Abigail Hofman on Deutsche Bank, Josef Akermann, Anshu Jain
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Abigail Hofman on Deutsche Bank, Josef Akermann, Anshu Jain

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                                                                                                                         More on Anshu Jain

                                                                                                               More on Josef Ackermann

                                                                                                                        More on Sandy Weill

                                                                                                                        More on Stuart Rose

There have been a few investment
banking banana skins that augur ill.
In Italy, Ackermann's Deutsche seems
to have been dealing with all the wrong

In February, Deutsche Bank chief executive Josef Ackermann announced excellent 2005 results: pre-tax profits of €6.4 billion, up more than 50%. Deutsche also achieved a 25% pre-tax return on equity. That’s good news for shareholders, especially as the shares creep towards the €100 mark. But behind the headlines, is all hunky-dory? The main problem for Deutsche is that it has lost its identity. A decade ago “the Deutsche Bank”, as it was known, was Germany incarnate and we all knew what it stood for. Most of the revenues were made in Germany, the links with Germany’s leading industrial companies were incontrovertible and Germans ran the show.

Today it’s a different story – London is the centre of the firm’s investment banking operations and most of the money is made outside Germany. Revenues from the “homeland”, in relative terms, shrivelled to a mere 30% last year, with a concomitant decline in the influence of the good German burghers (although they’re trying to turn it round at home – see our interview with Jürgen Fitschen published in our April issue). Thousands of domestic jobs have been slashed and, let’s face it, the bank isn’t even run by a German any more – the urbane Ackermann is Swiss. In a way, we are talking “a tale of two cities”. Is this sustainable in the long term? It certainly has implications for the culture of the firm and once the culture of a firm becomes blurred, the rot tends to set in pretty quickly (remember Bankers Trust?).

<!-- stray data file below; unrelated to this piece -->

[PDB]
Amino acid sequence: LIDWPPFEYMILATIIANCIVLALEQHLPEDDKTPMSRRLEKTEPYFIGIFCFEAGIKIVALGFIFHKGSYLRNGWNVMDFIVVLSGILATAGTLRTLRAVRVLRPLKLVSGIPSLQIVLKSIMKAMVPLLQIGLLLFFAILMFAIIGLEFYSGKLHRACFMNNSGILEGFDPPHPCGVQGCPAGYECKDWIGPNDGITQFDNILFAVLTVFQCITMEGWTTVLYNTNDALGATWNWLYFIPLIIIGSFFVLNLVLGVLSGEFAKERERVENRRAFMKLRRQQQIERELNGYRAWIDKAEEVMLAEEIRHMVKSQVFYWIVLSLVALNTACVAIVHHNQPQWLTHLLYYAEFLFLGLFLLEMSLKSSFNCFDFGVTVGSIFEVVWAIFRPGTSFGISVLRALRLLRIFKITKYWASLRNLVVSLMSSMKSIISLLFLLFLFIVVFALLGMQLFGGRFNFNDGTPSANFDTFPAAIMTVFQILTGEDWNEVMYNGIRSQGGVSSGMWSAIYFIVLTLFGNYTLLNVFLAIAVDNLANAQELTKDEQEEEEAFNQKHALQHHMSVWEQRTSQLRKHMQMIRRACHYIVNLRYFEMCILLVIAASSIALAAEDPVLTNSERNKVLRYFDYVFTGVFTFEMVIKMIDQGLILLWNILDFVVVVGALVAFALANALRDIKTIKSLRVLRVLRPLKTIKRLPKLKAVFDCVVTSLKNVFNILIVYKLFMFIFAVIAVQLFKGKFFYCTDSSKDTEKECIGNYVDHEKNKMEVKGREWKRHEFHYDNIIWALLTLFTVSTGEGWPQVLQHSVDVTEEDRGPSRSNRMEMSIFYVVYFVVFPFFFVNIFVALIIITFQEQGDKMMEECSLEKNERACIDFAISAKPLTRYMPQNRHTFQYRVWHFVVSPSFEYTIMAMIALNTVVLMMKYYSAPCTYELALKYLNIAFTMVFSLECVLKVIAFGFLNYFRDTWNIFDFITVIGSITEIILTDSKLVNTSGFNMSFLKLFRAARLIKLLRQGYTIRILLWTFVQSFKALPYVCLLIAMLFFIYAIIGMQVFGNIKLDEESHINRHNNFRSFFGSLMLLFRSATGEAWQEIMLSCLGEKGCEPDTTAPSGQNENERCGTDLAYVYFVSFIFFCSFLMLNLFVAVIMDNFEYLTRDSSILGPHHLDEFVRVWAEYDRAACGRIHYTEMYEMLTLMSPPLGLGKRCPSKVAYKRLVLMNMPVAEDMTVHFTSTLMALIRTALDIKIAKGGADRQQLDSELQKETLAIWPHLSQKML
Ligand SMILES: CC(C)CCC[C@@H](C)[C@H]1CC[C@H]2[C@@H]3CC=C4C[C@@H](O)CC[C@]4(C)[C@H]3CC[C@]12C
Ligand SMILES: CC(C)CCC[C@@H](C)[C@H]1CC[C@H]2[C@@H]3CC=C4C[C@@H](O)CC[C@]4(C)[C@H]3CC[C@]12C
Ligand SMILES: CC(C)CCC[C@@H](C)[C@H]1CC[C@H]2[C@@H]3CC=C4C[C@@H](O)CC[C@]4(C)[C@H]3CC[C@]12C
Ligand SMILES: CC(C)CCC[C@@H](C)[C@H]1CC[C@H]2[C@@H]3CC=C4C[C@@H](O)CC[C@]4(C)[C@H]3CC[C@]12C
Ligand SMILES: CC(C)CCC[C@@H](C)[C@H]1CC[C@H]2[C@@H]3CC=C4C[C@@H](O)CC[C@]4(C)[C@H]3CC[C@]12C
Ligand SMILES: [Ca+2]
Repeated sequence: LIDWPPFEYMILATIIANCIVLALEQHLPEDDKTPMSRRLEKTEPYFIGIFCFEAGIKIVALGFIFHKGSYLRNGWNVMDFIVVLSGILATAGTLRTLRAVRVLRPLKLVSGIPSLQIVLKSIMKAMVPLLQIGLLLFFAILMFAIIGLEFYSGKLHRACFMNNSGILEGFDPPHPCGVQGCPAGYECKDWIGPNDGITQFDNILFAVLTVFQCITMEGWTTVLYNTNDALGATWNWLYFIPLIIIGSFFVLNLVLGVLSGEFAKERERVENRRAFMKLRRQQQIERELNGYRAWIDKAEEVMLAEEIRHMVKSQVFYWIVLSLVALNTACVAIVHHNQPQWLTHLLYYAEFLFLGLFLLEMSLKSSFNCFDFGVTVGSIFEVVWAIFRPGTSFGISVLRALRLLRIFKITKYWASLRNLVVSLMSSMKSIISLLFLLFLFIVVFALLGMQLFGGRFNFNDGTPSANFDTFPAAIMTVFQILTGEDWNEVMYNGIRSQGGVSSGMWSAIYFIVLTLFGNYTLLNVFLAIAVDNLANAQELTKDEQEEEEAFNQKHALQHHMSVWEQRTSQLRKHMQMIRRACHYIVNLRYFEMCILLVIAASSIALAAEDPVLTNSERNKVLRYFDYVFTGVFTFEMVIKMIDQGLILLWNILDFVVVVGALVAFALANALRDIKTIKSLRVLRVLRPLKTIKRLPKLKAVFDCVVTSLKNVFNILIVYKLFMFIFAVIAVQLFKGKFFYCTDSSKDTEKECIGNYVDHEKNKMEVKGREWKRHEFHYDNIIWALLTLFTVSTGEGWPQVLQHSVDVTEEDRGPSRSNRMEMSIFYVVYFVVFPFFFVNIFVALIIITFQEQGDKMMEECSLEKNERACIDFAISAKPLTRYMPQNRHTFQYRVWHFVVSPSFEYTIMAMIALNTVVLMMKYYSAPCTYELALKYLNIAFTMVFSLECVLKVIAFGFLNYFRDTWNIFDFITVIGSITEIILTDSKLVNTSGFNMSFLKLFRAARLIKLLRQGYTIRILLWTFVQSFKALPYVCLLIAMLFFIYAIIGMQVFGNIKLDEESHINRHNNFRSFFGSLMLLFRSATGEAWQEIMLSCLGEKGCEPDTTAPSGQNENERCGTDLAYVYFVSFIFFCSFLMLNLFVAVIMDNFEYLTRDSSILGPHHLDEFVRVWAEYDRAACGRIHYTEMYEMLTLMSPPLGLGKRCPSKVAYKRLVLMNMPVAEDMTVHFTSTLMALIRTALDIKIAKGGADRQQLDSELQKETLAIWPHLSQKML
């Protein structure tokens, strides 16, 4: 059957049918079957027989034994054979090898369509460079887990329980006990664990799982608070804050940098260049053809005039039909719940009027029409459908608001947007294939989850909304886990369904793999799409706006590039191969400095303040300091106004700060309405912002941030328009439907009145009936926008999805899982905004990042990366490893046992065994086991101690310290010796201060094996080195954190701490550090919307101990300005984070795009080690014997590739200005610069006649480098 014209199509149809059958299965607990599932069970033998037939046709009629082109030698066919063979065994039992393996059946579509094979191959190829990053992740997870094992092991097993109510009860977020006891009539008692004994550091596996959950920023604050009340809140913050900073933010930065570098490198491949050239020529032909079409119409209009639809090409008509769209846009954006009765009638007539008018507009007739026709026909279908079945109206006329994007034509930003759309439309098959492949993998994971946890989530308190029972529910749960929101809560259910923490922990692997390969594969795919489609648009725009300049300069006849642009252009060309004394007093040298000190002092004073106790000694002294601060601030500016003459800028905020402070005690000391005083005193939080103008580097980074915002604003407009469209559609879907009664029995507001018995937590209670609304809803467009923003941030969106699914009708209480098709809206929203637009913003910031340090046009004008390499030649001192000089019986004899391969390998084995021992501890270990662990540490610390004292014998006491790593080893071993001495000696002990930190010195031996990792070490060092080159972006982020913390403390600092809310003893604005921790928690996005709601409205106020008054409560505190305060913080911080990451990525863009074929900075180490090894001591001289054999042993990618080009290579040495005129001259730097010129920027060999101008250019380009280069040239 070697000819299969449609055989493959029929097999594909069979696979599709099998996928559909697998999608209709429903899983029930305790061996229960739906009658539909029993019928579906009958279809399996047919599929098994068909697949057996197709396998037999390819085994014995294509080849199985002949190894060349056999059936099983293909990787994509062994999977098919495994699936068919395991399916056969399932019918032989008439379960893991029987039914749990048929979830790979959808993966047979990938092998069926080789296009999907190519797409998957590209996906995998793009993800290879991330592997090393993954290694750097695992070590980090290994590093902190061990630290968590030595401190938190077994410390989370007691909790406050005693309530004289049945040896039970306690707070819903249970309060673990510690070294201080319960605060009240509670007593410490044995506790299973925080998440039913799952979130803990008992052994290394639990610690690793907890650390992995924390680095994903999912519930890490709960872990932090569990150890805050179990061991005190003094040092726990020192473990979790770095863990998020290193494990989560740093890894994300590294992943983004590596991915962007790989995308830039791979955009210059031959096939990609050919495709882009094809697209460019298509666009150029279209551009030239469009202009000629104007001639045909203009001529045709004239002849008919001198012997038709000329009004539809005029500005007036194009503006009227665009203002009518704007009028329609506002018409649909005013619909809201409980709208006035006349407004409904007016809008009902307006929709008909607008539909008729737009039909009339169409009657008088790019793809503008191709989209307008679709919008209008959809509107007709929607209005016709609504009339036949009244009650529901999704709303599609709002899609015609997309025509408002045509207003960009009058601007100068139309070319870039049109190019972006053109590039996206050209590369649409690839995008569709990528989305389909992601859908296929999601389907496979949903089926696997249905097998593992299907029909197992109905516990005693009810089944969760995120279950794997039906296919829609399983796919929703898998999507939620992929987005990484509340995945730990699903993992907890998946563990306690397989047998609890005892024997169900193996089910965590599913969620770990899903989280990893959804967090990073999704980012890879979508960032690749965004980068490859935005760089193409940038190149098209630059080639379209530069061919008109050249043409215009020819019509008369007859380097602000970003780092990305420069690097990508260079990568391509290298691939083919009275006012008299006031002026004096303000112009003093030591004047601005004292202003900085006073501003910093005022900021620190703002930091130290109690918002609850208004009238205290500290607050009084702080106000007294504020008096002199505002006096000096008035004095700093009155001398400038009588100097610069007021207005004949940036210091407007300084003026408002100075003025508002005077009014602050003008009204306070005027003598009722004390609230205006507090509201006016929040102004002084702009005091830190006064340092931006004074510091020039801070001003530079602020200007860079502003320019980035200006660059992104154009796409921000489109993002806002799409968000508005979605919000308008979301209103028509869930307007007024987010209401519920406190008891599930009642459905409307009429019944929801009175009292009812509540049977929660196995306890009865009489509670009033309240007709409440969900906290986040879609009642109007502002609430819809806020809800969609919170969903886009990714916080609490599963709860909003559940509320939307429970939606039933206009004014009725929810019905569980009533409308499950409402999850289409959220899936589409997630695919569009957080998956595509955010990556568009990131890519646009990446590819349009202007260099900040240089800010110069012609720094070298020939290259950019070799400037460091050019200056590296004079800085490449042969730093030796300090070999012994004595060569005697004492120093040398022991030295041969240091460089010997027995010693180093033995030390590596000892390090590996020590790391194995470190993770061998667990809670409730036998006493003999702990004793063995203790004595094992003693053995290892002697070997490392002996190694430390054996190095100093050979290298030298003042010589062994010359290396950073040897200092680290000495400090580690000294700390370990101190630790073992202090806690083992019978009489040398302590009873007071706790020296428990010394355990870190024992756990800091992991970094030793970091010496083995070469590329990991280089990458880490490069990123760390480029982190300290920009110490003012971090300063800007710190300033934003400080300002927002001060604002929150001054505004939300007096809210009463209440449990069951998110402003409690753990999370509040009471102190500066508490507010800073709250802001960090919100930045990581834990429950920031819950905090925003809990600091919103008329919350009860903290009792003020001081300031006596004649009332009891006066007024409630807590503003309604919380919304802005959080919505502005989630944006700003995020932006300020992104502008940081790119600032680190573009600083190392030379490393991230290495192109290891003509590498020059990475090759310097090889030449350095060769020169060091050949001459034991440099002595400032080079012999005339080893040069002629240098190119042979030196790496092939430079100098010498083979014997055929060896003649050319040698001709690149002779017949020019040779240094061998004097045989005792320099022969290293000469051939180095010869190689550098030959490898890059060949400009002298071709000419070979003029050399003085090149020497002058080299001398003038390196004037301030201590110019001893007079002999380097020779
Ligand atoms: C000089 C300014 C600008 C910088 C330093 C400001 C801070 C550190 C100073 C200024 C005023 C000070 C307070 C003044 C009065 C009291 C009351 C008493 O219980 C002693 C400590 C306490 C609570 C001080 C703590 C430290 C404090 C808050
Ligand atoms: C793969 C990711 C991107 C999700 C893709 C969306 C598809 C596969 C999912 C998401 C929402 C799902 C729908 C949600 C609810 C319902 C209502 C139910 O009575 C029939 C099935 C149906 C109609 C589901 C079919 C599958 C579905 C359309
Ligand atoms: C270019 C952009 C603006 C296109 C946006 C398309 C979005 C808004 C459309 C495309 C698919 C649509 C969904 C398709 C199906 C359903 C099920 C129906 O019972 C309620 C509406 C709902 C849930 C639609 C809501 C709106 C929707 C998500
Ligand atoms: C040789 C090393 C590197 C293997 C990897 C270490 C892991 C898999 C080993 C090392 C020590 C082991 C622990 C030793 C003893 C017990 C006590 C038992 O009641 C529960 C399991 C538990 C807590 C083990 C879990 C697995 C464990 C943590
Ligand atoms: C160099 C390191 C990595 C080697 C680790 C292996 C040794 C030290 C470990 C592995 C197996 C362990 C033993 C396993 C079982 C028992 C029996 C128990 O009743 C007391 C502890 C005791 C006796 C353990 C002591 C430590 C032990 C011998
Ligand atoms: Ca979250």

“Deutsche has made it to the top in investment banking and is no longer tainted by its commercial banking origins,” a competitor notes. And according to the league tables, that’s more or less correct – even though the debt rankings still look best.

How will Jain’s aspirations be viewed in the German heartland? My hunch is he’s not the most popular bunny back home in Frankfurt’s Finanzplatz

This brings us of course to Anshu Jain, the 43-year-old co-head of Deutsche’s corporate and investment bank. Opinion is divided as to whether the Indian-born Mr Jain is overweeningly arrogant or intrinsically admirable. There is no doubt that he is extremely ambitious and, my sources say, not the easiest person to work for. But perhaps that’s just because he’s so much brighter than the rest of us. One insider even describes Jain’s style of command as “management by terror”. Nevertheless, Jain’s operations (which basically boil down to fixed income and equities) are rumoured to contribute virtually half of Deutsche Bank’s profits. That makes him a very Grand High Pooh-Bah in the bank’s hierarchy. Lately, however, there have been a few investment banking banana skins that augur ill. In Italy, Deutsche seems to have been dealing with all the wrong people, including the disgraced Gianpiero Fiorani of Banca Popolare Italiana. Indeed Michele Faissola, Deutsche’s global head of rates, purportedly features in Italian police transcripts (decidedly inappropriate if you ask me – although Faissola seems to dabble in a lot of different things. I am reliably informed that he also co-owns a swanky restaurant in Mayfair, Giardinetto). And then there’s the grubby saga (which broke this January) of Anshul Rustagi, the synthetic CDO trader who allegedly overstated his trading position by £30 million. Is the all-conquering Jain suddenly running a leaky ship?